Val Monroe, the former Beauty Director of O, The Oprah Magazine, has taken her eponymous “Ask Val” column to a new platform, a newsletter titled, How Not to F*ck Up Your Face.” Through the newsletter, Val looks to impart her decades worth of beauty industry experience to help women (especially those over 50) feel happier about their appearance via articles that aim to encourage women to look at their reflection in an entirely new way. Topics in the weekly newsletter address everything from common complaints about how one looks to solutions for resolving conflicts to practical advice from Val. Here, Val Monroe answers some questions about her new endeavor, which launched March 9.

BN: What made you decide to do this?
VM: My friends were always asking me questions about treatments and skin care and makeup; and though I was always happy to share whatever I know, I was surprised by how little they know. Which made me think that maybe after nearly 16 years as the Beauty Director at O, The Oprah Magazine, I actually did know something helpful. And after I left the magazine (in 2017) I’d been traveling a lot, mostly back and forth to Tokyo several times a year, where my son and his wife and my little granddaughter live, but when the pandemic hit, like everyone else, I was grounded. Searching for ways to feel useful, I started writing. And the response was so vigorous and supportive I didn’t want to stop.

At first I thought I wanted to write a book. But I’ve written a couple of books, and writing a newsletter is a lot more fun. As I told a friend recently when she suggested a book: I love riding my bike. But I don’t want to ride my bike up Mount Kilimanjaro. This newsletter is the Amalfi Coast. I hope everyone enjoys the scenery as much as I do.

Beauty News: What type of subscriptions will you offer readers?
VM: You can sign up for the newsletter for free but you also can subscribe for $5 a month, $50 a year, or as a founding member for $150. I didn’t expect anyone to join as a paying subscriber when I started, but quite a few generous souls subscribed as a gesture of support, for which I’m very grateful. At some point I may file the archives behind a paywall, but for now, all posts are available to everyone who signs up.

BN: How are you building your database?
VM: I originally posted a question on Facebook, asking if my friends might be interested in a newsletter. I received a pretty robust response, so I assumed whoever responded would sign up. It appears many of them did, so that started out as my database. Then, when I’d been publishing for around three weeks, Substack (, the platform I use to publish, put me on their homepage, which boosted my traffic that week about 600 percent.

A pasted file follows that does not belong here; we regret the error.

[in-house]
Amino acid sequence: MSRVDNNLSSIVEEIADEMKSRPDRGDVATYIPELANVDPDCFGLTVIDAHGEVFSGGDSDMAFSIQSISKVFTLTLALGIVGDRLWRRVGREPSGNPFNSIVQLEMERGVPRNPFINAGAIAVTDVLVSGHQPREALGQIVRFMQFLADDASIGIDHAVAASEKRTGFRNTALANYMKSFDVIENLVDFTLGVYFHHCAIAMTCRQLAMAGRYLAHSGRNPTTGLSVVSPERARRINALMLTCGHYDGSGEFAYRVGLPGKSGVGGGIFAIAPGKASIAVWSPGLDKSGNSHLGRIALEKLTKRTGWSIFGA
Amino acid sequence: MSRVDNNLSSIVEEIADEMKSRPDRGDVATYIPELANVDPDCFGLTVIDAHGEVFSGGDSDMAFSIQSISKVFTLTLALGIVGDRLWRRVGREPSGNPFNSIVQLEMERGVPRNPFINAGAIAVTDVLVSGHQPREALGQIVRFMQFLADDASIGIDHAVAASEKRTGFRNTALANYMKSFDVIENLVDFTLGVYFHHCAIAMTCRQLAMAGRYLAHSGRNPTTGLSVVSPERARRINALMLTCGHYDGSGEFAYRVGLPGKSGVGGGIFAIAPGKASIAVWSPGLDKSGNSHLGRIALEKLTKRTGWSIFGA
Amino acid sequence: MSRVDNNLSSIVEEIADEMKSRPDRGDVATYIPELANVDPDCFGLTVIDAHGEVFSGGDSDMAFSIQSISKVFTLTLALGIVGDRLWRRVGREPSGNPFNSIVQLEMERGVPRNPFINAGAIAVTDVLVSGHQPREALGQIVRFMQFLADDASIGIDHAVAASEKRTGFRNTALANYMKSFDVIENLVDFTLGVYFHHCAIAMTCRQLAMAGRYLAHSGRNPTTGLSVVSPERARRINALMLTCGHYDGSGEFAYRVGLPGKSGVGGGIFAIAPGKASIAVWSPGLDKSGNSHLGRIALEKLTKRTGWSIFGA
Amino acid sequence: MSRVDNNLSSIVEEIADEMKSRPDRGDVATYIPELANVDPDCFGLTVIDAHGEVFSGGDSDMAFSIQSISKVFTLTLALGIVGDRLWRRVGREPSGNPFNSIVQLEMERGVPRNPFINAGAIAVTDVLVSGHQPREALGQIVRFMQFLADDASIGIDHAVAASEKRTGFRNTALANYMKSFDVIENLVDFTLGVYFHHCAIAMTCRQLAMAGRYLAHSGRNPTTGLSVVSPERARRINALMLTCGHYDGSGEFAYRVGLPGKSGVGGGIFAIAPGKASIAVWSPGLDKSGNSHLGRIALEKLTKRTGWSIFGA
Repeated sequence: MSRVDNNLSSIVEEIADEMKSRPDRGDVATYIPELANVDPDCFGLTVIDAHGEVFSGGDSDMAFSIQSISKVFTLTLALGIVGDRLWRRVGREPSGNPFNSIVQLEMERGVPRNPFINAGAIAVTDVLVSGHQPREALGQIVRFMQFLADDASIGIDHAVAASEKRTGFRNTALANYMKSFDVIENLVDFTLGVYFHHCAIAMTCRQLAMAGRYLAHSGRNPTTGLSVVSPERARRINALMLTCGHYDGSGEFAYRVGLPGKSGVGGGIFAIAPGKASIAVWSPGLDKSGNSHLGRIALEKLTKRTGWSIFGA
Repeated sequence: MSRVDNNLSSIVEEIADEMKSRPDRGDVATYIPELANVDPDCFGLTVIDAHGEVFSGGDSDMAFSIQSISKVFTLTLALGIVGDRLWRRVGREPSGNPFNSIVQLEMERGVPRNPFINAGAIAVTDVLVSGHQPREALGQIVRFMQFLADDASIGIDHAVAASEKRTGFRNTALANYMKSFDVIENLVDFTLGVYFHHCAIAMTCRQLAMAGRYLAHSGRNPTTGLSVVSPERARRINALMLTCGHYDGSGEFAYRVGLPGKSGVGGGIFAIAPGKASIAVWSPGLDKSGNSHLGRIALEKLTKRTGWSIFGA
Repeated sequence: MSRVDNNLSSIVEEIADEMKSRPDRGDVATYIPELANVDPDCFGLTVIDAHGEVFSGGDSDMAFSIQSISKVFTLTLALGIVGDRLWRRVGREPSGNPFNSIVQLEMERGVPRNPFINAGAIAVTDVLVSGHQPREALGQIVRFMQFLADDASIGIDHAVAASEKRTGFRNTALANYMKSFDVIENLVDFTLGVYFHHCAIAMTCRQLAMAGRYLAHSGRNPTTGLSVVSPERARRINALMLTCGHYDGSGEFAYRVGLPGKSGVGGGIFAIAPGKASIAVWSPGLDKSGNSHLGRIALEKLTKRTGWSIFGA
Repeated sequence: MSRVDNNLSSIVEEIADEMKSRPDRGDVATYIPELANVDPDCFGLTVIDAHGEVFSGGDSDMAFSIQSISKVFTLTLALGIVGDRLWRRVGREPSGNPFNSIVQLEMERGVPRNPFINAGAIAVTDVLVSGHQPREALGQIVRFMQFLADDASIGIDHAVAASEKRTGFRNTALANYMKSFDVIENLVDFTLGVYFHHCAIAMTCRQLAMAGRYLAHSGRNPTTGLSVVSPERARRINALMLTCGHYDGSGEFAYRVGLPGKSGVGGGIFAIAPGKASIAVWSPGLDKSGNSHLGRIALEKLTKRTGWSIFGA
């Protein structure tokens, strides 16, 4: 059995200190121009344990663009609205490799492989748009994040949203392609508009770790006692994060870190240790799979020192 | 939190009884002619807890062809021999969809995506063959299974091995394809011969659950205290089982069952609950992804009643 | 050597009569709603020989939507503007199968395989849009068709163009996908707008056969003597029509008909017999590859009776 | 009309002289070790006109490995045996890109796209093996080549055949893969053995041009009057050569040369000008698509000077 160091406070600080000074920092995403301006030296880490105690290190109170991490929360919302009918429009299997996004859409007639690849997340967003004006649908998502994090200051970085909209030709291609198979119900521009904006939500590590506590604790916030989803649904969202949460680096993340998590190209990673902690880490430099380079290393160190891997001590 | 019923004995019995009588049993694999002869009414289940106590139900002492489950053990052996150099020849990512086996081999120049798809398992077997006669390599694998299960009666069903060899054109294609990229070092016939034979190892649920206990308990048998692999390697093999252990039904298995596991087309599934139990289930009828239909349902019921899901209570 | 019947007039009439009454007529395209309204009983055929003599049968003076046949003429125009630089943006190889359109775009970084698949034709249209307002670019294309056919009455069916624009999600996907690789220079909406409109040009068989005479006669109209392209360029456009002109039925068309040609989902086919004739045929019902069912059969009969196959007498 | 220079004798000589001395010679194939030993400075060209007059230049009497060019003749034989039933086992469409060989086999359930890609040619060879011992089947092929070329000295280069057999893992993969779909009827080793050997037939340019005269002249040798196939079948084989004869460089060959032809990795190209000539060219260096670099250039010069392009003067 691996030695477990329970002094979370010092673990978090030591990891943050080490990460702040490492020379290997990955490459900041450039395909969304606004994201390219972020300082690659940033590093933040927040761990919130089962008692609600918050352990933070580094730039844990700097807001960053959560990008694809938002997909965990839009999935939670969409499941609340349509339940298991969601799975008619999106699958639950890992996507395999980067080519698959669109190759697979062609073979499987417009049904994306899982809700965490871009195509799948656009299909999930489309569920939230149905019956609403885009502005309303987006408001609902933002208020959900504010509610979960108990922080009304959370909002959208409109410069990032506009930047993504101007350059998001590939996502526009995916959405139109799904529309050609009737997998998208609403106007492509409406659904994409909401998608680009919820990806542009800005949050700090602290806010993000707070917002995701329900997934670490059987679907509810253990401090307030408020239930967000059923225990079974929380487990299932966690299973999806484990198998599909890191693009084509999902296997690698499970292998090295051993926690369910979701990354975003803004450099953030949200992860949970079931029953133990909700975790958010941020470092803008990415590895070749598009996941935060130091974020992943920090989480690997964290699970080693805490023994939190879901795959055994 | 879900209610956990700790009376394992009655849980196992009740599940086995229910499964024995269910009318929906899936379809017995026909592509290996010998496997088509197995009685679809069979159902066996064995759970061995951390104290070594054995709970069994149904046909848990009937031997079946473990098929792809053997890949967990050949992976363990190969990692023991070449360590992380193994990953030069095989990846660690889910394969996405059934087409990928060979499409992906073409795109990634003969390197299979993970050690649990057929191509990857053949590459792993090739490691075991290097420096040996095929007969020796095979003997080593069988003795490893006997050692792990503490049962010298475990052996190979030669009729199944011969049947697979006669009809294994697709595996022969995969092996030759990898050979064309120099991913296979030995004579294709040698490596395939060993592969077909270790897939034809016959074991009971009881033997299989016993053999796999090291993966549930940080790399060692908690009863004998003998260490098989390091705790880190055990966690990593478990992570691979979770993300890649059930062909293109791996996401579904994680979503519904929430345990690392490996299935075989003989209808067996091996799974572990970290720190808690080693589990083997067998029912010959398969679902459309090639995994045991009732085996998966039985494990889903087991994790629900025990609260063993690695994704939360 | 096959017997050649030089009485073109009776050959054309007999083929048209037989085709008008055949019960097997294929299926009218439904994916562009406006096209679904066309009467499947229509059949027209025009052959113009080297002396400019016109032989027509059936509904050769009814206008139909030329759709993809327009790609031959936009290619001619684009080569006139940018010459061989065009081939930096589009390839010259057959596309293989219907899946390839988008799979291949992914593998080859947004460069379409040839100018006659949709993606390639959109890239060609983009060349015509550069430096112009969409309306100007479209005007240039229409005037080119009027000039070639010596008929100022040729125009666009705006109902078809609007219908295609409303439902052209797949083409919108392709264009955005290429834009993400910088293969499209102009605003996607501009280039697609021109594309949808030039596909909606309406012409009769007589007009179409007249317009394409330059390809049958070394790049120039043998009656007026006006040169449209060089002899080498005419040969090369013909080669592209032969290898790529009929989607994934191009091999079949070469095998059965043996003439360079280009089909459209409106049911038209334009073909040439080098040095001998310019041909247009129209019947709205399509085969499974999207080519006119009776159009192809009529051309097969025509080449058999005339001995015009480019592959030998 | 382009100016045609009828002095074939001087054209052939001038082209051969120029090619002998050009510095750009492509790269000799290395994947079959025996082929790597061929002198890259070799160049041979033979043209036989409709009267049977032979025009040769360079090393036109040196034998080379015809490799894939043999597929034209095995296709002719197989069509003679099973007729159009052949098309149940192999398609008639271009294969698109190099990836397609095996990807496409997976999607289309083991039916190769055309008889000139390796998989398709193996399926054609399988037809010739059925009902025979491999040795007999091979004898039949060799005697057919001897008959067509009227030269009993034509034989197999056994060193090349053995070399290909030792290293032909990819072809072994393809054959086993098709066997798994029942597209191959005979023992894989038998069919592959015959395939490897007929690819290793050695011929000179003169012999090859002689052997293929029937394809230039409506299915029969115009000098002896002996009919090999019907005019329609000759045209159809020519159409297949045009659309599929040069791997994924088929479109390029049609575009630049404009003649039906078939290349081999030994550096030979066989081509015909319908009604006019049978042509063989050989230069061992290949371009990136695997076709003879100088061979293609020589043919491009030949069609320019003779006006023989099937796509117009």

BN: How are you sourcing topics? What topics can we expect?
VM: At the end of every newsletter I ask readers to send in questions, and I’ve received enough questions already to last for months. Women are genuinely curious about beauty issues that seem to intensify as we age and how to feel comfortable about our aesthetic choices. Our culture, especially our beauty culture, is still very youth-oriented and ageist, in spite of some authentically well-intentioned efforts to be more inclusive. So far I’ve written about how to learn to look at yourself without objectification—an extremely useful exercise in self-compassion; about the beauty of crows’ feet, and what part they play in communicating happiness; about how to reduce unwanted facial hair; about the mechanisms behind why kindness makes you more attractive…and I’ll continue to address those kinds of topics as long as readers are interested. There’s a mix of philosophical topics and very day-to-day practical ones.

BN: Are you using social media to get the word out? 
VM: I let friends on Facebook and followers on Instagram know when I put up a new post; I’ve gotten a nice response from both. Substack takes care of all the publishing aspects, from distribution, to collecting sign-up and subscription statistics, to monitoring traffic, to generating payments.

BN: What is the newsletter’s point of difference?
VM: My goal is to shift our thinking in the beauty arena from self-criticism to self-compassion. That intention saturates everything I write about, from such practical information as how to minimize hyperpigmentation to what it feels like to suddenly seem invisible as we age. There’s no other publication I’m aware of with that intention as its platform.

BN: Do you have sponsors? 
VM: I don’t have sponsors, as I want to be free to publish without feeling beholden to anyone.

BN: What is the two-year plan with the newsletter?
VM: I’d like the audience to grow for one purpose: to help women feel more comfortable with their appearance as we age, no matter what kinds of aesthetic choices we make.